Remarks to Welfare-to-Work Graduates
The President. Thank you all for coming. Welcome. Please be seated. Well, thank you all for that warm welcome, and welcome to the people's house.
All of you here today who have gone from welfare to work really represent courage and strength. And I want to thank you for your examples of what is possible and for your stories of success. You've earned independence and the respect of your families and your communities, the respect of your President. I congratulate you—I want to congratulate you on using and utilizing your God-given talents to their fullest. So, welcome.
I want to welcome Tommy Thompson, who's the Secretary of Health and Human Services. Tommy, thank you for being here. He's a former Governor—nothing wrong with former Governors. [Laughter] But Tommy has been a leader in welfare reform, which is really a leader in helping people. He did a great job as the Governor of Wisconsin. He's doing a great job here in Washington. Thank you, Tommy.
Elaine Chao is here as well, who is the Secretary of Labor. I want to thank you for coming, Elaine, as well.
I want to thank Members of the Congress who are here. Wally, thank you for coming—Wally Herger from California, Buck McKeon of California, Michael Bilirakis of Florida. I appreciate your interest. I thank you for coming.
I want to thank Rodney Carroll, who is here. Rodney is the president and CEO of the Welfare to Work Partnership. What that means is, Rodney is really in charge of convincing corporate America to do their duty, and that is to help people who want to find work. And Rodney's done a great job. There's—millions of people have been placed in employment because of the Welfare to Work Partnership.
And one of the really terrific companies that has responded to the call to be a responsible corporate citizen in America is UPS. And I want to thank the representatives of UPS who are here; "Big Brown," I think you call yourself now. [Laughter]
On the stage with me is Al and Ann Briscoe. They're going to have something to say if we can ever get the President to stop talking. [Laughter] But I want to welcome the Briscoes and all the welfare-to-work graduates from the States of Pennsylvania and Michigan and Connecticut and Florida. We're really glad you're here.
I want to thank the Briscoes for their willingness to share the inspiring story— stories, by the way, which we heard yesterday in Arkansas as well. These are stories that are being repeated all across the country, compelling human stories of people conquering very tough odds to succeed, to go from poverty to success and from welfare to work.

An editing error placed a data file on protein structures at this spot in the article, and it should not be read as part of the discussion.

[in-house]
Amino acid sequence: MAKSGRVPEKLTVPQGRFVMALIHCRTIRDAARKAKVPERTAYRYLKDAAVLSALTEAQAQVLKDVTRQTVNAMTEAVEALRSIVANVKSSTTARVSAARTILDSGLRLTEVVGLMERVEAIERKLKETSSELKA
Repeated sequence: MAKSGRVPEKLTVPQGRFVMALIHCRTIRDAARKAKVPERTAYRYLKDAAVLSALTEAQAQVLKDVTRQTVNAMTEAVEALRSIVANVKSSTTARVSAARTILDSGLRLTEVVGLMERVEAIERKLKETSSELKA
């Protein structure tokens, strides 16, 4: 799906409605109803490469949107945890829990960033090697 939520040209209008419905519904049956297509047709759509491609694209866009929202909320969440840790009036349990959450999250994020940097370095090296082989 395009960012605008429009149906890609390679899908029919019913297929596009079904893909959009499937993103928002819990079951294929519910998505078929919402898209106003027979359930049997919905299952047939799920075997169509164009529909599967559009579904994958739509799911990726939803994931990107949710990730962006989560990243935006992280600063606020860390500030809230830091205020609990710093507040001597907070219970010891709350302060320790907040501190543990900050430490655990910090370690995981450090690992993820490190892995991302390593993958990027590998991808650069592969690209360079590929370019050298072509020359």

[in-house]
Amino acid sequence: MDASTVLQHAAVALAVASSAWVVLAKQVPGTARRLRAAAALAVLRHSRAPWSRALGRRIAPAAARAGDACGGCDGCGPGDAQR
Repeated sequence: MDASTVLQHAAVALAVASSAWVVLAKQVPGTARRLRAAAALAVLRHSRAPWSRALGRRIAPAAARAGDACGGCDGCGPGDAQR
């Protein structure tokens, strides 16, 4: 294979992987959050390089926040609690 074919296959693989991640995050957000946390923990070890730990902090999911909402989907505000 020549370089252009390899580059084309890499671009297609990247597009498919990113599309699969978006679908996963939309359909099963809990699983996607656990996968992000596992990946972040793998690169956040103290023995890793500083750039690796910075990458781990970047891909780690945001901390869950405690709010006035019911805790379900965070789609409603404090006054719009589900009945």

The people in this room who have overcome the obstacles have obviously known some really tough times, starting with the fact that the hardest job in America is a single mom. That's the hardest work. People have overcome incredible odds and obstacles and hurdles. But thanks to courage and determination and hard work—in many cases, prayer—you've turned your lives around, and you're strong, proud, successful women, and we want to thank you for that—and strong, proud, successful men, I might add.
The historic welfare reform passed by Congress in 1996 helped many Americans find dignity and self-respect. And that's what we're here to talk about. We're not only here to talk about the lives that have been changed but law and how to make the '96 law work better. And the '96 law worked well because of the—much of it had to do with the work requirement in the law. It basically said, you've got to work. In order to be independent and free, you've got to work, and we want to help you find work. That's what the law said.
The statistics are strong about how successful the '96 law was. At the time, however, it was quite controversial. I wasn't here. I was working with Tommy, trying to get the law passed from the perspective of a Governor. But there was one study, for example—to show you how controversial the bill was—that said, at least a million children would be cast into poverty by the welfare reform law—if it passed, if the '96 bill passed, that a million children would be thrown into poverty.